KAYLA HEGER PT, DPT, WCS
Kayla can be reached at firstname.lastname@example.org
To Go or Not To Go?
Should you “go” during a race?
If you are a runner you have most likely thought about it or found yourself in this situation before. You’re mid-run searching for a nearby bathroom.
Or do you plan your route around possible bathroom stops?
Have you found yourself contemplating using the porta-potty during a big race?
It’s all too common for runners but what really should you do?
Is it better to hold off the urge or feed into the bowel/bladder urgency?
First, let’s talk about the bladder and squash the rumor that it is “normal” to pee a little while you run. This is false, if your pelvic floor is functioning well and at full strength, you should not experience incontinence (involuntary urination) with any high or low-intensity activity including running! Some runners may decide to voluntarily go to the bathroom during their race instead of stopping to use the bathroom, but that is a personal choice. If you are having unwanted “leaking” during a race, you may want to consider visiting a pelvic rehabilitation therapist to help eliminate those accidents.
So, let’s say you are planning for a morning run, you get up and use the bathroom before heading out and about halfway into your run you feel this sudden urgency and have to urinate. Should you fight this urgency or look for the nearest restroom? Typically, when we exercise, the blood flow to our kidneys (the start of the urinary system) is decreased to help maintain blood flow and blood pressure to other working muscles. Due to this decrease in blow flow, the amount of fluid filtered by the kidneys is decreased, resulting in lower urine production.
So, in reality, if you just went to the bathroom before your run and you haven’t had much additional fluid intake your bladder should be able to hold through a moderate workout without needing to use the restroom. If you find yourself stopping to use the bathroom at the first feeling of urgency you may be teaching your bladder “bad habits”. If you routinely empty your bladder before it’s full, your bladder will signal the urge to go when less volume is present. This can become a vicious cycle, and many find issues with urgency even when not working out.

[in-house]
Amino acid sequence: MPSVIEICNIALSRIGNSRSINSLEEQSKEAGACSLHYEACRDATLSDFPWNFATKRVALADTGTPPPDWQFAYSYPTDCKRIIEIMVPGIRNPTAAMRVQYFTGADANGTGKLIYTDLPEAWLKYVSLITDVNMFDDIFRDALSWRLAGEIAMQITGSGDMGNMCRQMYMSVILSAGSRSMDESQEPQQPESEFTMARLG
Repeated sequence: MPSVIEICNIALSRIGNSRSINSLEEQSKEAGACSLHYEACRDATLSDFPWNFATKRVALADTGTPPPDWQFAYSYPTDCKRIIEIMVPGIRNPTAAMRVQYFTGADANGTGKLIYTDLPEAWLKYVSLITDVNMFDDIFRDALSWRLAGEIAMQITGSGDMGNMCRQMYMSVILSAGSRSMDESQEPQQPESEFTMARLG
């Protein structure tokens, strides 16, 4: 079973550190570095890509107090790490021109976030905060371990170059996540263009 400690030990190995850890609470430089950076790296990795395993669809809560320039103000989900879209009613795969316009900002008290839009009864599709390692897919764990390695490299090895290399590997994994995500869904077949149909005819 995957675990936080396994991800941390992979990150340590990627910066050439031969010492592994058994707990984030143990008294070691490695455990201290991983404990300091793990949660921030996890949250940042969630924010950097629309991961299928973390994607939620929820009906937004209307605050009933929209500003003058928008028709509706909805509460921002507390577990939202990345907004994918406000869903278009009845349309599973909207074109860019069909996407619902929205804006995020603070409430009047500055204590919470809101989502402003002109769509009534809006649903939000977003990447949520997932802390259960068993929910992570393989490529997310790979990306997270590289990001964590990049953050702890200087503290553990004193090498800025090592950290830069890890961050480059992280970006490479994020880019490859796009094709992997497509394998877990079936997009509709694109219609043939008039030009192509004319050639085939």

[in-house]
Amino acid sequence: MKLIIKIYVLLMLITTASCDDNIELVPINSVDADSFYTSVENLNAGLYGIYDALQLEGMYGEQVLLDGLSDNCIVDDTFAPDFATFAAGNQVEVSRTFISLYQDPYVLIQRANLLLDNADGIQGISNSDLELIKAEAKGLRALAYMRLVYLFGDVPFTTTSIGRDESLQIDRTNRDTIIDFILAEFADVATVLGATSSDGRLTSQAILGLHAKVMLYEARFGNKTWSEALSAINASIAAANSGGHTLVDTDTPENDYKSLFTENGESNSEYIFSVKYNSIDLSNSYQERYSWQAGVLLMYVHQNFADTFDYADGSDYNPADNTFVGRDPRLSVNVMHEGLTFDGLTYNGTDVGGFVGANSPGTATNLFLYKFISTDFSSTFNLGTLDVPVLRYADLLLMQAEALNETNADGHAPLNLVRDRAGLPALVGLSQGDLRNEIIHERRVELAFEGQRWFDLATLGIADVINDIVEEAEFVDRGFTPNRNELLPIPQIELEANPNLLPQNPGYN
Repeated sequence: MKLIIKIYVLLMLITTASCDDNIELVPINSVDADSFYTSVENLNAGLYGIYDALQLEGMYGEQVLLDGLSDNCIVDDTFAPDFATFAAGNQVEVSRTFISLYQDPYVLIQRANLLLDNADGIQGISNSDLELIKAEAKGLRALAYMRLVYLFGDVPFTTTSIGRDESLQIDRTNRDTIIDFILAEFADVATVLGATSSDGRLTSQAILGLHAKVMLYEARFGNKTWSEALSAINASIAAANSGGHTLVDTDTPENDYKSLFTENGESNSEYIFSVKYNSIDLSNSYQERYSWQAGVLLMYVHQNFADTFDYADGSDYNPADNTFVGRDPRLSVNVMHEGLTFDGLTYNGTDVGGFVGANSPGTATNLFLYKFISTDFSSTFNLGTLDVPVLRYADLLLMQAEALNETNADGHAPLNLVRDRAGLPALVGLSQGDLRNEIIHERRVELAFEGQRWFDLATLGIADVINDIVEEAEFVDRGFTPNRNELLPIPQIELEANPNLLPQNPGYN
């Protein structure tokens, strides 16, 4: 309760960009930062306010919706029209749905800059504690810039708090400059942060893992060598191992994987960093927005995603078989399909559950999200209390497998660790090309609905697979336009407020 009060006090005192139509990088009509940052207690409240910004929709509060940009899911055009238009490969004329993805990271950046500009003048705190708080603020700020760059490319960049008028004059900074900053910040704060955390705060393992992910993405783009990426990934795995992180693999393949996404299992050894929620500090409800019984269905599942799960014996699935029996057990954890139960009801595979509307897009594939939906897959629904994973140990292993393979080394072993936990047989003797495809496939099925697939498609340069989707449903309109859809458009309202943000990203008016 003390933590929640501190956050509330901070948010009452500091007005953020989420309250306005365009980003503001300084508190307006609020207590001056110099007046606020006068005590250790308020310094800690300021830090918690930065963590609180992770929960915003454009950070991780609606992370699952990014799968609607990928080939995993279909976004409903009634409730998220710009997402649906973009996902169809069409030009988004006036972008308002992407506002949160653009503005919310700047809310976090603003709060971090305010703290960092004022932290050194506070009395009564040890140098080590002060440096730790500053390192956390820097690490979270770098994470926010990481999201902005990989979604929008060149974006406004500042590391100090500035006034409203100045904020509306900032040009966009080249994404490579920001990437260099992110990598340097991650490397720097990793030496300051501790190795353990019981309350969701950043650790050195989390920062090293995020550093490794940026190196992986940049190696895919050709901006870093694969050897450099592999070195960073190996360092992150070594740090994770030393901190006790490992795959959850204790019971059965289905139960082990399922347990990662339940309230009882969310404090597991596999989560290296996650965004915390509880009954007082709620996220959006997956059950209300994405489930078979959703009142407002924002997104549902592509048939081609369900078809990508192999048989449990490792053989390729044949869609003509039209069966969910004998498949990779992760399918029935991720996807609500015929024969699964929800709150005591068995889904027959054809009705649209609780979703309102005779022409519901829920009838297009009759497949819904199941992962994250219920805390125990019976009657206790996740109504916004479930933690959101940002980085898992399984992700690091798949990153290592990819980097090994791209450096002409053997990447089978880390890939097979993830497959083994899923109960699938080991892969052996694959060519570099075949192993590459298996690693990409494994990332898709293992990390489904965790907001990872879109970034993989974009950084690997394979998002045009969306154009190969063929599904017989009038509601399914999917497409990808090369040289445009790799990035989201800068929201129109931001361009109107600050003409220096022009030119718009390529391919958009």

Now onto the elephant in the room, should you poop during a race?
For many, exercise can help stimulate the bowels and for those who tend to be more on the constipated side of things, exercise can be a great way to get your bowels moving.
Unfortunately, if your debate is stopping for a BM during a race or reaching a new PR, this can be a hard decision to make. Bowels can be affected by so many things including what you eat. All of us are different in how our bodies react to different foods so your best bet is to track the foods you eat even weeks or months before your race and find what foods agree or disagree with you and stick to what you know your body can easily digest before race day.
Did you know your running mechanics can also affect your digestive dilemmas?
Continuous running over a long period of time takes a lot of internal jostling on your organs which again could stimulate a BM. An easy way to reduce this trauma is by looking at your running mechanics and your vertical oscillation. A visit with your physical therapist could be beneficial to look at your running mechanics and get you on the right track.
Other considerations are your caffeine intake and getting your nervous system in check. Caffeine is a love-hate relationship but again tracking and finding what works best for your body before race day is ideal. Those stomach butterflies we all get before a race can also affect our bowels. Your gut and brain have a direct nervous connection and any added stressor or anxiety can also stimulate your bowels. Keeping those nerves in check and finding ways to suppress your nerves will also be a great addition to your pre-race routine. Ideally, if you can have your BM before your race will set you on the road to success but this may take weeks to months to attain so again, find a routine that works for you and STICK TO IT!
Use your training and practice runs to trial different things to find how your body responds. The best thing you can give yourself is time; time to eat, drink something, stretch, and allow your bowels to do their thing.
Like the bladder, blood flow is usually diverted away from the GI system during high-intensity activity, so it is best to run with less stool sitting in your system to prevent the dreaded runner’s diarrhea.
To wrap up, if you have tried all of the above and still find yourself mid-race searching for a bathroom and wondering if you should take the opportunity or not, it really is up to you. Listen to your body and how you are feeling, if you were able to use the restroom before the race (both bowel and bladder) try and see if you can distract yourself and see if the urgency suppresses. Another nice little trick is trying a couple quick “kegels” or pelvic muscle contractions to suppress the urge. It is IMPORTANT to note you need to perform the kegel correctly to be effective so it’s best to reach out to your pelvic rehabilitation PT for further guidance. In the end, if you decide to hold it in, is it really going to detrimentally affect your urinary or digestive system? No.. But if you continuously do this over time can start having effects both with exercise and your daily life, so do not let bad habits become the new norm.
Although we spend so much of our time worrying about pace, stride length, mechanics, pre-race warm-ups, and reaching that PR don’t neglect how important bowel and bladder health is not only in general life but in the running world as well.
If you have any questions feel free to reach out to the professionals at Apex Physical Therapy!
We would love to be a part of your healthcare team.
KAYLA HEGER PT, DPT, WCS